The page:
Is the moon lying on its SIDE? Giant impact might have knocked it off balance 4 billion years ago, claim experts
Japanese researchers have completed a study of the lunar magnetic field
Using data from two spacecraft they say the moon was once on its side
They postulate the existence of another set of poles different to today
A giant impact event could have caused the moon to rock as much as 60°
This is estimated to have happened about 4 billion years ago after it formed
Our moon might not be the stationary, boring place some thought it to be.
New research suggests our biggest natural satellite may have been rocked by an impact about four billion years ago that changed its orientation.
This suggests that the face we see now may not always have been the one pointing towards Earth.
The research, published in Nature Geoscience, was carried out by a team of Japanese researchers.
They used data from two lunar orbiters, Jaxa’s Kaguya and Nasa’s Lunar Prospector.
What they found is that, while it was already thought the moon likely formed when a Mars-sized object hit Earth, the moon may have been hit itself early in its life.
Now and then? On the left is how our moon looks today, while on the right is how it might have looked 4 billion years ago before being hit by in a giant impact event (exaggerated by 30 degrees) that rocked it onto its side
To come to the conclusion, the researchers studied 57 different sites on the moon from the two spacecraft.
Studying magnetic anomalies at each site, they calculated how the moon’s magnetic field would have looked in the past.
They found that many of their field lines clustered, as expected, around the moon’s poles.
Like Earth, the moon is thought to have an invisible ‘bar magnet’ running from pole to pole, so the magnetic field lines go in and out of the poles.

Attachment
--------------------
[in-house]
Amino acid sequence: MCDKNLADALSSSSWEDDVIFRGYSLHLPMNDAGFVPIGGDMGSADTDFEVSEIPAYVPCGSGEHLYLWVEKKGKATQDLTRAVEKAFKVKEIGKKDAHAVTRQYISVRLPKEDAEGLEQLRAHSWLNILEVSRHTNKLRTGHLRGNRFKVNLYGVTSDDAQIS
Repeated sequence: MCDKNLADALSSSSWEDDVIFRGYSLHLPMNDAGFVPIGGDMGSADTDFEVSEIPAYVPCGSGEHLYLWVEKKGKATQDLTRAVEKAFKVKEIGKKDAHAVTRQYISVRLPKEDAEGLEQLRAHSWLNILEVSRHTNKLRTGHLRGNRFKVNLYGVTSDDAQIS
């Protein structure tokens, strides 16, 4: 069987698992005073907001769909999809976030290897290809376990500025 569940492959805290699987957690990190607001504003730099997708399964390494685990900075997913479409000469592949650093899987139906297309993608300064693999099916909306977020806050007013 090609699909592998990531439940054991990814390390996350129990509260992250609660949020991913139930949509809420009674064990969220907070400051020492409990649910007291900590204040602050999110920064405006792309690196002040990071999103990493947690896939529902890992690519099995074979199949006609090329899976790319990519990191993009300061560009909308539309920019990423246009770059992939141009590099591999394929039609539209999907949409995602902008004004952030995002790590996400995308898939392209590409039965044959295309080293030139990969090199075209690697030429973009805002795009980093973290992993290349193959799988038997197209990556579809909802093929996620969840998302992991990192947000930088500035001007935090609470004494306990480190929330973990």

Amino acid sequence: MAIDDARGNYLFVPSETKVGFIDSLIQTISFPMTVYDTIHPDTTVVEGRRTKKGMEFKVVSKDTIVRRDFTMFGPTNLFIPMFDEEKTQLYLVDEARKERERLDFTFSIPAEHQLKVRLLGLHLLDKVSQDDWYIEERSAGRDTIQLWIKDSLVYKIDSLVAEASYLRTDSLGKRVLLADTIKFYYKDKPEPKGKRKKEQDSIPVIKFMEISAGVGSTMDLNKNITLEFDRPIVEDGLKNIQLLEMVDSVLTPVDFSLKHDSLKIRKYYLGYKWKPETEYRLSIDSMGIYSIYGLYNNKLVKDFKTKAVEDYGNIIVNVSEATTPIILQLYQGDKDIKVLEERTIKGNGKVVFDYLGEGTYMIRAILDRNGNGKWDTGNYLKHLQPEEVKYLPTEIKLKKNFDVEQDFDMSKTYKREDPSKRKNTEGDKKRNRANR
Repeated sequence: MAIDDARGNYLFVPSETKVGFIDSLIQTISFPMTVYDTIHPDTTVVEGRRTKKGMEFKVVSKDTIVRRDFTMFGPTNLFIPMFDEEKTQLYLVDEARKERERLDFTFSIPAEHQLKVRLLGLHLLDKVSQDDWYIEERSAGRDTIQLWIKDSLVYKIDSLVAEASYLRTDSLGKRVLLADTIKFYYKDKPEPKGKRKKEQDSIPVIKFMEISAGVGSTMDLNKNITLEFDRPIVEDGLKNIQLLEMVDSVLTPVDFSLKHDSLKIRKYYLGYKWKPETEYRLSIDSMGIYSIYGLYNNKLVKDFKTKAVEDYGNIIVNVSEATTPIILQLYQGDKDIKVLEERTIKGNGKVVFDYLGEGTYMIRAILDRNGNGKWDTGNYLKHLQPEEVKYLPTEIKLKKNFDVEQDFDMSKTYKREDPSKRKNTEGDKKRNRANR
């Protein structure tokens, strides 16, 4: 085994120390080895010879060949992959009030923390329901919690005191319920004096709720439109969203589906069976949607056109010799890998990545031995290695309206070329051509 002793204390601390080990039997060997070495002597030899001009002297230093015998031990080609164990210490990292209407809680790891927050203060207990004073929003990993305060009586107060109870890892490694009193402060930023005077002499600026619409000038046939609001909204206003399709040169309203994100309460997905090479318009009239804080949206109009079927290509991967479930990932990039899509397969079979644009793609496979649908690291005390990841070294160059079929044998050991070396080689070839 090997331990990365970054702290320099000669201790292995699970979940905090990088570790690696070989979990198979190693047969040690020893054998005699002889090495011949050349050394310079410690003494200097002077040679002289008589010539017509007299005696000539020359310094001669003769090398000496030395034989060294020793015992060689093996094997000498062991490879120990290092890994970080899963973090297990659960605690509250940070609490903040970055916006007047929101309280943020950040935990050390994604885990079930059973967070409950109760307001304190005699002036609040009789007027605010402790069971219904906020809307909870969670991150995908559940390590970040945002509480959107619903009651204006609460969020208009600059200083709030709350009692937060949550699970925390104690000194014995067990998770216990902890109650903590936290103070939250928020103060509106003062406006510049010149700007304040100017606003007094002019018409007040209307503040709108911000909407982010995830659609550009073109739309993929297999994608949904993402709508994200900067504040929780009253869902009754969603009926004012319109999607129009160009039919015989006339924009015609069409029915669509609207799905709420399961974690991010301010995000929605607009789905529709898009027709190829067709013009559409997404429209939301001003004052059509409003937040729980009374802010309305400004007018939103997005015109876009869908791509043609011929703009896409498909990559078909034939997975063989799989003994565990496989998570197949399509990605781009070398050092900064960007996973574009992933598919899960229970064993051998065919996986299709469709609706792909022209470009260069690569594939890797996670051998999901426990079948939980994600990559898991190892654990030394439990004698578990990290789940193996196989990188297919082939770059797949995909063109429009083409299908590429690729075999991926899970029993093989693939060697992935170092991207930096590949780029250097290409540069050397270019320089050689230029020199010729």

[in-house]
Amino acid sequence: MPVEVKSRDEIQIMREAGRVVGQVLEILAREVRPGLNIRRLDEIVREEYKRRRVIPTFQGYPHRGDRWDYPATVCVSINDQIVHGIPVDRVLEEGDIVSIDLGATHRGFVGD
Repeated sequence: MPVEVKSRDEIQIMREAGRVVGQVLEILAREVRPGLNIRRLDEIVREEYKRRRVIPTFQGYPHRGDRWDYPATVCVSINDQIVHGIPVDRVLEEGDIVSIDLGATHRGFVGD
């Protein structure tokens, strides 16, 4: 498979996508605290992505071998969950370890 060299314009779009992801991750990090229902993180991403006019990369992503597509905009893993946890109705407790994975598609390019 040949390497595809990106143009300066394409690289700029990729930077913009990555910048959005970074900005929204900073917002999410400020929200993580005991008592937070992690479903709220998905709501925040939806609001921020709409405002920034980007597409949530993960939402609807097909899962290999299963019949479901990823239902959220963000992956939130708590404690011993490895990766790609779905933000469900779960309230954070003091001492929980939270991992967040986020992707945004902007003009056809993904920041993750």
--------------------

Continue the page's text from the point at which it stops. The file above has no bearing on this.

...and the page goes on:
However, the researchers found a second clustering of magnetic fields about 45 to 60 degrees from the current poles.
On Earth, our magnetic poles are known to drift slightly – but on the moon it appears they jumped to their new location rather than drift gradually.
This suggests that an impact event made them move suddenly in a short amount of time.
The authors of the paper suggest this could have been to internal instabilities, gravitational imbalances in the solar system or a giant impact that literally knocked the moon on its side.
FINDING IT TOUGH TO COMPREHEND? HERE'S THE RESEARCH IN A NUTSHELL
The moon takes 27 days to circle Earth, during which time it completes one spin.
For comparison, it takes Earth 365 days to orbit the sun but just 24 hours to rotate.
In the moon's case it is 'tidally locked' to our planet, which means the same face always points towards us.
From the north to the south of the moon is an axis of rotation, just like on Earth, around which the moon rotates.
Very close to the north and south poles of the moon are the magnetic south and north poles, through which the moon's magnetic field lines run.
The evidence from the researchers suggests, though, that this axis of rotation was not always the same.
It appears that the magnetic fields once ran through poles up to 60 degrees away from where they are now.
This suggests the moon was once oriented in a different manner with respect to Earth, with its axis of rotation once in a different location entirely.
THE MOON - STATS AND FACTS
The Moon is Earth's only natural satellite, circling in a slightly elliptical orbit at 2,300 miles (3,700 kilometres) per hour.
At this speed, it takes about 27 days to completely circle Earth, which is 240,250 miles (384,400 kilometres) away.
Although it doesn't revolve around the sun, because of its size and composition, planetary scientists call the moon a 'terrestrial planet' - akin to Mercury, Venus, Earth and Mars.
Unlike the Earth, the Moon does not have a significant magnetic field, and it has no significant atmosphere.
This means its unprotected regolith (dust on the surface) is constantly being bombarded by the solar wind.
The sun continuously embeds chemical elements, such as hydrogen ions, into the lunar surface.
Thus, by studying the surface of the Moon, scientists can learn a lot about the Sun.